It’s always seemed odd how much time we spend thinking about death while knowing that we’ll find out soon enough. It feels like a real serious waste of time, but it will always be an integral part of the human experience. More so, probably, for those of us living in a society dominated by a scientific materialist worldview. Other societies, those that place more of a premium on lived mystical experiences, are likely less concerned with the mystery of dying as the west, because whether their answer is right or wrong, it’s still an answer. Recently, western science has begun revisiting an old conundrum in a big way: psychedelic substances, their link to mystical experiences, and the long term health benefits they can provide. Important among those health benefits is evidence that psychedelics can help ease end-of-life anxiety and depression in people with terminal illnesses. The question for western science now is “why?” which, should be said, seems like a silly question to anyone who’s had a mystical experience under the influence of psychedelics, but that is science’s job.
A recent paper published in Frontiers in Psychology details clinical tests used to qualitatively compare the experience of taking DMT, that most powerful of psychedelics, with that of near-death experiences (NDEs). There’s an often repeated “fact” about DMT that should be addressed: it hasn’t actually been proven that your brain floods with endogenous DMT at the moment of death, some scientists believe it to be the case, but that is not yet proven. For the study, the researchers selected 13 volunteers through word-of-mouth advertisement. The volunteers were required to have had experiences with psychedelics before and were required to have no medical history of mental illness. In a double-blind placebo controlled experiment some, volunteers were given intravenous DMT while others were given a saline placebo. After they were done partying with the cosmic machine-elves, they were asked to fill out a survey that is used to measure NDEs.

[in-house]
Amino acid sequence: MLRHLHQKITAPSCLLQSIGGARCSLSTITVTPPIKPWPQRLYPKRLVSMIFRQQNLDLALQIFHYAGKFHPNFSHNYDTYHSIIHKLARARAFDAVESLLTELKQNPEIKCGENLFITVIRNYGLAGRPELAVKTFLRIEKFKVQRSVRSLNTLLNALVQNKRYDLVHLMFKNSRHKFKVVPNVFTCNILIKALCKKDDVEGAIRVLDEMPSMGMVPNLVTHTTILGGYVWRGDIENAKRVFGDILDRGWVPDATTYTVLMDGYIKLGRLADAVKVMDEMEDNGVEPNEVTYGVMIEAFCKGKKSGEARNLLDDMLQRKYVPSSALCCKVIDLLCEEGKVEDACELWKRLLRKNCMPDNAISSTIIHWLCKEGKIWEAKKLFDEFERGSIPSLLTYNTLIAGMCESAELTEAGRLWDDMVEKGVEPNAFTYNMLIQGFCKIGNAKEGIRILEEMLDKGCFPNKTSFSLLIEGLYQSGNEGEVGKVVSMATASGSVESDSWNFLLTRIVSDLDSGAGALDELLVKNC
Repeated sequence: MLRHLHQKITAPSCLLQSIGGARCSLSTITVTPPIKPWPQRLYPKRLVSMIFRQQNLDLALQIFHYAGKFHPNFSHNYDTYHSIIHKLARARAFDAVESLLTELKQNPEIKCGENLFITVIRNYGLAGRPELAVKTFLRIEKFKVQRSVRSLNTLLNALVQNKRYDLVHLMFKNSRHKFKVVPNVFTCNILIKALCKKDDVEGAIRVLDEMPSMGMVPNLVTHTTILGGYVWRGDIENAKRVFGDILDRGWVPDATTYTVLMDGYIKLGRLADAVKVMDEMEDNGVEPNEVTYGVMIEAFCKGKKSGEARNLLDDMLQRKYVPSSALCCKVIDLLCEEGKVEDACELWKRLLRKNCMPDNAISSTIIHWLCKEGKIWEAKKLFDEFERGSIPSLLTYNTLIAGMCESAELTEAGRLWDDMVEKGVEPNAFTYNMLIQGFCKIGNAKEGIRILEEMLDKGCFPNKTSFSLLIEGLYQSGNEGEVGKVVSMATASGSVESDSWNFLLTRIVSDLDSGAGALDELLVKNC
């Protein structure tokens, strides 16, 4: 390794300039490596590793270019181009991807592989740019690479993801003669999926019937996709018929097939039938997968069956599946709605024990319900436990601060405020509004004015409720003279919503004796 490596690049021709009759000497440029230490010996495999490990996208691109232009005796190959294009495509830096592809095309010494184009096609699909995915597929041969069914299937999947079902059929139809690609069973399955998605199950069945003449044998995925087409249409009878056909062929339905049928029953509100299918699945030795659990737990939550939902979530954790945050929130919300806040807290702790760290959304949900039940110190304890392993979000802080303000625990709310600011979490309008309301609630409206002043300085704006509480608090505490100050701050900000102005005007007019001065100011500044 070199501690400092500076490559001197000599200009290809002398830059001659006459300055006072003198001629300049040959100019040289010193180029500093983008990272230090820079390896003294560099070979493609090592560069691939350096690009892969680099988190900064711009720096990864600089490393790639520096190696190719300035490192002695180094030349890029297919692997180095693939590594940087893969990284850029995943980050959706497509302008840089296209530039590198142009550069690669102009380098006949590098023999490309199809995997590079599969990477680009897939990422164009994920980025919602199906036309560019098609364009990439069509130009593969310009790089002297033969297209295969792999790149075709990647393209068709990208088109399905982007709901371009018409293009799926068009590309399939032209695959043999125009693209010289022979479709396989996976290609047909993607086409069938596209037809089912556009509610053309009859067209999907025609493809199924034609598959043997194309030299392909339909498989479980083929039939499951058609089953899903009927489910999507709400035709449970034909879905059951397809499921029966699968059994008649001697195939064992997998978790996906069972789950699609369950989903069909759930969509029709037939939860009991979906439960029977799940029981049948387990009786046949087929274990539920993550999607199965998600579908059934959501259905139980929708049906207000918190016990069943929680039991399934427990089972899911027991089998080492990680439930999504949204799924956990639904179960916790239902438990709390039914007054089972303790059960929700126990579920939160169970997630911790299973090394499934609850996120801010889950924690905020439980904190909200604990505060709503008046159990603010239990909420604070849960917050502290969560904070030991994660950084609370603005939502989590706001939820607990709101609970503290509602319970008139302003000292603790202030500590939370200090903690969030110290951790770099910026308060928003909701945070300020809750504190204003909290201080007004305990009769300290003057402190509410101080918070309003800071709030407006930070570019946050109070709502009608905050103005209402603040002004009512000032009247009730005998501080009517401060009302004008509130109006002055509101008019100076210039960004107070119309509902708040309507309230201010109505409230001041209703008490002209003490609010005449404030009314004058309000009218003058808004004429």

What they found isn’t all that surprising to anyone with knowledge of DMT and the psychedelic experience at large. They’re pretty similar experiences. From the paper:
Results revealed significant increases in phenomenological features associated with the NDE, following DMT administration compared to placebo. Also, we found significant relationships between the NDE scores and DMT-induced ego-dissolution and mystical-type experiences, as well as a significant association between NDE scores and baseline trait ‘absorption’ and delusional ideation measured at baseline. Furthermore, we found a significant overlap in nearly all of the NDE phenomenological features when comparing DMT-induced NDEs with a matched group of ‘actual’ NDE experiencers. These results reveal a striking similarity between these states that warrants further investigation.
The “delusional ideation” mentioned refers to the fact that people who believe in spooky things tend to have more profound psychedelic experiences as well as more profound near-death experiences. The criteria used to determine what is “delusional” is from the Peters Delusion Inventory. The paper describes it as such:
The PDI is a measure of delusional thinking in the general population and contains items related to paranormal phenomena (e.g., belief in telepathy, witchcraft, and voodoo) as well as strength of belief and level of distress associated with these.
Make of that what you will. Personally, I’m pretty sure that if your work involves people mainlining DMT to find out what happens when you die, you waived your right to call anyone delusional. Or maybe we can admit that we’re all a bit delusional in our own way.
Regardless of whether a writer on the paranormal feels personally attacked by a scientific journal or not, this is a fantastic step towards the normalization and better understanding of psychedelics. If we can use these extraordinarily powerful chemicals to better understand the universally experienced and universally terrifying inevitable end, maybe we can find peace, and maybe we can get on with living while we still have time.